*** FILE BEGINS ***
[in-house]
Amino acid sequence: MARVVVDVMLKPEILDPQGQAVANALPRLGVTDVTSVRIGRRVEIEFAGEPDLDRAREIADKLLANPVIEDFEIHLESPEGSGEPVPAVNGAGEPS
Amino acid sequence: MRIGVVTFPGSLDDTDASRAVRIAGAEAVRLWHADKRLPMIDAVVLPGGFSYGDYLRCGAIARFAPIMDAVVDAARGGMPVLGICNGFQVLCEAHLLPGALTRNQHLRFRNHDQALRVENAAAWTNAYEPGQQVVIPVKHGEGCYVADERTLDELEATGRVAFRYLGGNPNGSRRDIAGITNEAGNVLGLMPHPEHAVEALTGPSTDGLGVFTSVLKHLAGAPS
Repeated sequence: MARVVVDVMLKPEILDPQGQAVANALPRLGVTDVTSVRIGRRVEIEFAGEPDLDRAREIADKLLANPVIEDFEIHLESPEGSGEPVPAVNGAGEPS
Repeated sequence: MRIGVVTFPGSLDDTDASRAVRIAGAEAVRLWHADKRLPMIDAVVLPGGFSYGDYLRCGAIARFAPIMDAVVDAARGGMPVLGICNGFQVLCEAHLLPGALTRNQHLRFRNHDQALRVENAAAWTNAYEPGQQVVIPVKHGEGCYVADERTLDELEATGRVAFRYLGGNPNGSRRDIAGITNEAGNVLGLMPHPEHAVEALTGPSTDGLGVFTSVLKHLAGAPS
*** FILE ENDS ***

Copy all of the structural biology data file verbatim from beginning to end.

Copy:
[in-house]
Amino acid sequence: MARVVVDVMLKPEILDPQGQAVANALPRLGVTDVTSVRIGRRVEIEFAGEPDLDRAREIADKLLANPVIEDFEIHLESPEGSGEPVPAVNGAGEPS
Amino acid sequence: MRIGVVTFPGSLDDTDASRAVRIAGAEAVRLWHADKRLPMIDAVVLPGGFSYGDYLRCGAIARFAPIMDAVVDAARGGMPVLGICNGFQVLCEAHLLPGALTRNQHLRFRNHDQALRVENAAAWTNAYEPGQQVVIPVKHGEGCYVADERTLDELEATGRVAFRYLGGNPNGSRRDIAGITNEAGNVLGLMPHPEHAVEALTGPSTDGLGVFTSVLKHLAGAPS
Repeated sequence: MARVVVDVMLKPEILDPQGQAVANALPRLGVTDVTSVRIGRRVEIEFAGEPDLDRAREIADKLLANPVIEDFEIHLESPEGSGEPVPAVNGAGEPS
Repeated sequence: MRIGVVTFPGSLDDTDASRAVRIAGAEAVRLWHADKRLPMIDAVVLPGGFSYGDYLRCGAIARFAPIMDAVVDAARGGMPVLGICNGFQVLCEAHLLPGALTRNQHLRFRNHDQALRVENAAAWTNAYEPGQQVVIPVKHGEGCYVADERTLDELEATGRVAFRYLGGNPNGSRRDIAGITNEAGNVLGLMPHPEHAVEALTGPSTDGLGVFTSVLKHLAGAPS